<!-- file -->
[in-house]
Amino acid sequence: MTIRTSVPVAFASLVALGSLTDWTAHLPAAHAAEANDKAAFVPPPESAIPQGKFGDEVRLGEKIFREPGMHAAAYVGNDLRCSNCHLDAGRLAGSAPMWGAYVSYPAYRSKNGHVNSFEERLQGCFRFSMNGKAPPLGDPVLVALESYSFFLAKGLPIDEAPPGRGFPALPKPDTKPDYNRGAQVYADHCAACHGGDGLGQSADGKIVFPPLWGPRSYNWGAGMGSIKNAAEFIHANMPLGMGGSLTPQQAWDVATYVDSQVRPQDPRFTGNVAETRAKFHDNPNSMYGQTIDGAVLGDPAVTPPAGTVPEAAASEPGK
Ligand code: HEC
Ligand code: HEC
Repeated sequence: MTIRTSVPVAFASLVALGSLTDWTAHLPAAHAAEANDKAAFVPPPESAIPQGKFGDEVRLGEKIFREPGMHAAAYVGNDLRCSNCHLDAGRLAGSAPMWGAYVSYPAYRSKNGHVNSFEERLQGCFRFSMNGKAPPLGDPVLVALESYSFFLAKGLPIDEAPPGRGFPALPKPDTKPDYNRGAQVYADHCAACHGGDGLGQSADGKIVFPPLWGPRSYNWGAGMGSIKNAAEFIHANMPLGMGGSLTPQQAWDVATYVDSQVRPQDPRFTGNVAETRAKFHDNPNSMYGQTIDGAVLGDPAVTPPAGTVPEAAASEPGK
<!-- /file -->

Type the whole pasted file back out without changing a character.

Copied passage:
[in-house]
Amino acid sequence: MTIRTSVPVAFASLVALGSLTDWTAHLPAAHAAEANDKAAFVPPPESAIPQGKFGDEVRLGEKIFREPGMHAAAYVGNDLRCSNCHLDAGRLAGSAPMWGAYVSYPAYRSKNGHVNSFEERLQGCFRFSMNGKAPPLGDPVLVALESYSFFLAKGLPIDEAPPGRGFPALPKPDTKPDYNRGAQVYADHCAACHGGDGLGQSADGKIVFPPLWGPRSYNWGAGMGSIKNAAEFIHANMPLGMGGSLTPQQAWDVATYVDSQVRPQDPRFTGNVAETRAKFHDNPNSMYGQTIDGAVLGDPAVTPPAGTVPEAAASEPGK
Ligand code: HEC
Ligand code: HEC
Repeated sequence: MTIRTSVPVAFASLVALGSLTDWTAHLPAAHAAEANDKAAFVPPPESAIPQGKFGDEVRLGEKIFREPGMHAAAYVGNDLRCSNCHLDAGRLAGSAPMWGAYVSYPAYRSKNGHVNSFEERLQGCFRFSMNGKAPPLGDPVLVALESYSFFLAKGLPIDEAPPGRGFPALPKPDTKPDYNRGAQVYADHCAACHGGDGLGQSADGKIVFPPLWGPRSYNWGAGMGSIKNAAEFIHANMPLGMGGSLTPQQAWDVATYVDSQVRPQDPRFTGNVAETRAKFHDNPNSMYGQTIDGAVLGDPAVTPPAGTVPEAAASEPGK